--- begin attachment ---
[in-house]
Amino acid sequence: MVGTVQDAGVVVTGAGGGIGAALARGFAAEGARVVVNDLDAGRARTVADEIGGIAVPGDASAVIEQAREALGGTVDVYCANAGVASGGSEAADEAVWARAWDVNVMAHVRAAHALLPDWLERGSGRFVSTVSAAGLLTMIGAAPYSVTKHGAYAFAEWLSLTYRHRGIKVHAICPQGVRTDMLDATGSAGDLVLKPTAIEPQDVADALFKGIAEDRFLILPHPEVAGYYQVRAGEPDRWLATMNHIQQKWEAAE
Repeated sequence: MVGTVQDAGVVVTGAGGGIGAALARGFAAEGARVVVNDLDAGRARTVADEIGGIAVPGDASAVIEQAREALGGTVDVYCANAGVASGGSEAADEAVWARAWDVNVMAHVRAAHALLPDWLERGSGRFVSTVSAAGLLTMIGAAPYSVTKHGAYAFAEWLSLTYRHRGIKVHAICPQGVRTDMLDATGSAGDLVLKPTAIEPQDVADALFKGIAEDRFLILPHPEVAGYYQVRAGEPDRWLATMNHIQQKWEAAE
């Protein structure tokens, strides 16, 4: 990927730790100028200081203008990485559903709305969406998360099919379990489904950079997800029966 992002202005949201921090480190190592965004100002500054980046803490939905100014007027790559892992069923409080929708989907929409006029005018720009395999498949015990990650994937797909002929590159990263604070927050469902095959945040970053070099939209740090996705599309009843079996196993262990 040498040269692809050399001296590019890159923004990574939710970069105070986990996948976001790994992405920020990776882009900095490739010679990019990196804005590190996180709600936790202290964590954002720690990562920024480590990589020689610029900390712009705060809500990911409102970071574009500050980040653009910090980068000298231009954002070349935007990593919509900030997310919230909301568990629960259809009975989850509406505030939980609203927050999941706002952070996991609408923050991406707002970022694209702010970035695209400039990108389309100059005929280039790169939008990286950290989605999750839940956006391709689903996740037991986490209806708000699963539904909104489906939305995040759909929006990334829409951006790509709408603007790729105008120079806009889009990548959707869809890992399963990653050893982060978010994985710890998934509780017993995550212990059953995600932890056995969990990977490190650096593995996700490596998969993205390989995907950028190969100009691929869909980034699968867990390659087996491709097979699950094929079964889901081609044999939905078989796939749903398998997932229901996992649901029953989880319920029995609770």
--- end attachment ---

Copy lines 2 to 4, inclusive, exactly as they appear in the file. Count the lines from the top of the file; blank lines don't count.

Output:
Amino acid sequence: MVGTVQDAGVVVTGAGGGIGAALARGFAAEGARVVVNDLDAGRARTVADEIGGIAVPGDASAVIEQAREALGGTVDVYCANAGVASGGSEAADEAVWARAWDVNVMAHVRAAHALLPDWLERGSGRFVSTVSAAGLLTMIGAAPYSVTKHGAYAFAEWLSLTYRHRGIKVHAICPQGVRTDMLDATGSAGDLVLKPTAIEPQDVADALFKGIAEDRFLILPHPEVAGYYQVRAGEPDRWLATMNHIQQKWEAAE
Repeated sequence: MVGTVQDAGVVVTGAGGGIGAALARGFAAEGARVVVNDLDAGRARTVADEIGGIAVPGDASAVIEQAREALGGTVDVYCANAGVASGGSEAADEAVWARAWDVNVMAHVRAAHALLPDWLERGSGRFVSTVSAAGLLTMIGAAPYSVTKHGAYAFAEWLSLTYRHRGIKVHAICPQGVRTDMLDATGSAGDLVLKPTAIEPQDVADALFKGIAEDRFLILPHPEVAGYYQVRAGEPDRWLATMNHIQQKWEAAE
């Protein structure tokens, strides 16, 4: 990927730790100028200081203008990485559903709305969406998360099919379990489904950079997800029966 992002202005949201921090480190190592965004100002500054980046803490939905100014007027790559892992069923409080929708989907929409006029005018720009395999498949015990990650994937797909002929590159990263604070927050469902095959945040970053070099939209740090996705599309009843079996196993262990 040498040269692809050399001296590019890159923004990574939710970069105070986990996948976001790994992405920020990776882009900095490739010679990019990196804005590190996180709600936790202290964590954002720690990562920024480590990589020689610029900390712009705060809500990911409102970071574009500050980040653009910090980068000298231009954002070349935007990593919509900030997310919230909301568990629960259809009975989850509406505030939980609203927050999941706002952070996991609408923050991406707002970022694209702010970035695209400039990108389309100059005929280039790169939008990286950290989605999750839940956006391709689903996740037991986490209806708000699963539904909104489906939305995040759909929006990334829409951006790509709408603007790729105008120079806009889009990548959707869809890992399963990653050893982060978010994985710890998934509780017993995550212990059953995600932890056995969990990977490190650096593995996700490596998969993205390989995907950028190969100009691929869909980034699968867990390659087996491709097979699950094929079964889901081609044999939905078989796939749903398998997932229901996992649901029953989880319920029995609770």